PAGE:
Here are some thoughts on children in the worship service. At the church I pastor, we have a whole bunch of kids. Kids are kids. Sometimes they do silly things and sometimes they need to be corrected. But as we treat them like believers (little believers, of course) a funny thing happens; they love coming to church and they worship vigorously. They also feel they are part of The Church with all of its responsibilities and privileges (we don’t have “children’s church” and the kids are full participants). It has also been my pleasure to serve a congregation where the kids are much more respectful to adults, officers of the church, and to the church as a cultus.
Sadly, most of my Christian experience has been in congregations where the kids are a confusing appendage that everyone wished would somehow transform into ideal adult Christians via photosynthesis. Unfortunately, most of these kids leave the church when they reach adulthood.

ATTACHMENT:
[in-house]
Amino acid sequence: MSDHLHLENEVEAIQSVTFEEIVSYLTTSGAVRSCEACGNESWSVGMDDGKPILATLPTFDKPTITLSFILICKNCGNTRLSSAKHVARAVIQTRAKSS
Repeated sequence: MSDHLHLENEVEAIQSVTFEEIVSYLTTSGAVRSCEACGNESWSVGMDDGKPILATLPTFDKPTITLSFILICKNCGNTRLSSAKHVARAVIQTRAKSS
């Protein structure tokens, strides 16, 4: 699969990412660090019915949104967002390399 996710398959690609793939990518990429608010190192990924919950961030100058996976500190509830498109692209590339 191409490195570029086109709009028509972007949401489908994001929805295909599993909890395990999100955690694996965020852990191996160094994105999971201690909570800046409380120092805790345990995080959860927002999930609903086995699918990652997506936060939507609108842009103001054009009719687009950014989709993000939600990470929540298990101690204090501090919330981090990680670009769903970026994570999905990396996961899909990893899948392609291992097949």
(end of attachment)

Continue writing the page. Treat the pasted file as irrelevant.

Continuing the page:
So, let’s stop putting stumbling blocks in their way and as King Jesus says, "Let the little children come to me and do not hinder them, for to such belongs the kingdom of heaven." (Matthew 19:14)
When you have to smog up your writing with repetitive inside verbiage, you've probably run out of important things to say:
In Acts 2, the narrative recounting of Pentecost identifies the distinctive character of an eschatological (end-time) community created by the exalted Jesus through the Spirit's power. In addition, Peter's pentecostal proclamation engenders a fresh call to embodied memory and hope - through the story of Jesus and the witness of Israel's Scripture - in communal practices of resurrection.
Joel B. Green & Michael Pasquarello III, Narrative Reading, Narrative Preaching, 2003, p. 71.